After toodling around there for a bit, admiring the flower garlands & trying out some Cook Islands drums (which sound a lot like their Tahitian counterparts, that Holly and I have danced to), we hopped in our respective cars and lit out for the Petone Rotary Festival. This was a more like a regular fair (including donuts), with a lot of the same merchants as were at the Manakau Medieval Fair (which I went to a couple weeks ago) and the Martinborough Fair (that I went to the week before that — it’s fair season, doncha know).

After elbowing our way from one end of Jackson Street to the other, Emily peeled off to get a pretty little antique ring she’d just bought cleaned and identified, and I hooked up with Melanie to swing into the Gypsy Fair, which happened to be camped nearby. (I’ve written about the Gypsy Fair — and the beautiful house trucks — previously.) Then (finally) home.

Of course, the day didn’t end there — Stephen was busy entertaining alpaca admirers when first I, then Melanie arrived. After Alan’s home-made scones and Melanie’s home-made pizza, there was a bit more alpaca and goose wrangling (and Kerry’s arrival), and then we were all off to J’ville for a “sweet-off” — i.e., a bunch of the local cooks having a dessert competition, with us punters to mop up the results. Oi. A sweet end to a looooong day.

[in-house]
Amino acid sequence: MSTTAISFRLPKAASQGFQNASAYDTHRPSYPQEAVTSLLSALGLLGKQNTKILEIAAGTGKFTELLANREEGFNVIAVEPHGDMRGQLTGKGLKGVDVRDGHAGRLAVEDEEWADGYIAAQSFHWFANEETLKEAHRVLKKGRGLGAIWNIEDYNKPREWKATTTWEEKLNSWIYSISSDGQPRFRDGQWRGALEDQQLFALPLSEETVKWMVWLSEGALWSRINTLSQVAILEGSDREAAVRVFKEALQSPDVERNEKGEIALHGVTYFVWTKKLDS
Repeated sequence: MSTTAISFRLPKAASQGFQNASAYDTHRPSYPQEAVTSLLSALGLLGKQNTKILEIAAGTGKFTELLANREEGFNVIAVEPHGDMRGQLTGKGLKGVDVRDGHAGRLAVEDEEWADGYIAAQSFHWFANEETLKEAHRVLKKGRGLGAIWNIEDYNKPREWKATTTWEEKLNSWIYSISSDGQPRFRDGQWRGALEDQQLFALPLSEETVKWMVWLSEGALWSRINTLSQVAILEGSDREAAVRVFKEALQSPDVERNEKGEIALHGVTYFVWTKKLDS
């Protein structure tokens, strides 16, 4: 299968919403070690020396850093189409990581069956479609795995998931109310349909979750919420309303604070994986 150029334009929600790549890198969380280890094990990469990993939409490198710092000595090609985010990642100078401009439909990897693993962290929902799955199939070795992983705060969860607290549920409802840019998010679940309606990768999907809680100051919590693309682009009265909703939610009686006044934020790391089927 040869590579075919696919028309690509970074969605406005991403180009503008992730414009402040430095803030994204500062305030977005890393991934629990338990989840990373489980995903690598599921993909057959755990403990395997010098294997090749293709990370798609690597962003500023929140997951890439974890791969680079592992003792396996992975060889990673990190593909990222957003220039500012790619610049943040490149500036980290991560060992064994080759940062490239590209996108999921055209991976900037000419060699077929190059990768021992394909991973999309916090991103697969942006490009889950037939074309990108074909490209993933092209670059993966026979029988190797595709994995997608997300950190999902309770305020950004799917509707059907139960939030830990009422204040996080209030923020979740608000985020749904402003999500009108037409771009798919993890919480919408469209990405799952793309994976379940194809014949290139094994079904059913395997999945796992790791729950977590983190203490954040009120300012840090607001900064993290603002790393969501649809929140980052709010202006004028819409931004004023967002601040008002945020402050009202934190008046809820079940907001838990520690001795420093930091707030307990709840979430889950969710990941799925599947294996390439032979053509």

Aaaand… life goes on

Jodie produced a lovely white boy (of course) today. She’s our first “maiden” to give birth — meaning this is her first cria — and maidens are statistically a good bit more likely to have problems, either with birthing or with mothering, so we were a wee bit apprehensive (especially given our luck of late). I’m happy to say it was a smooth, fast birth. The boy’s a little bit undercooked, but is in good shape and plenty active.

Jodie and cria.  That's Mora to the right. Stephen and Jodie's cria

Here’s some pics of the older cria. If you mouse over them, it’ll tell you who they are.

Enfield, Alphyn, Basalisk, and Holly. Enfield and Mora. Opinicus looking absolutely baffled. Alphyn and Concetta. Manticore

A nice moody sunset shot of Victoria:

Victoria at sunset.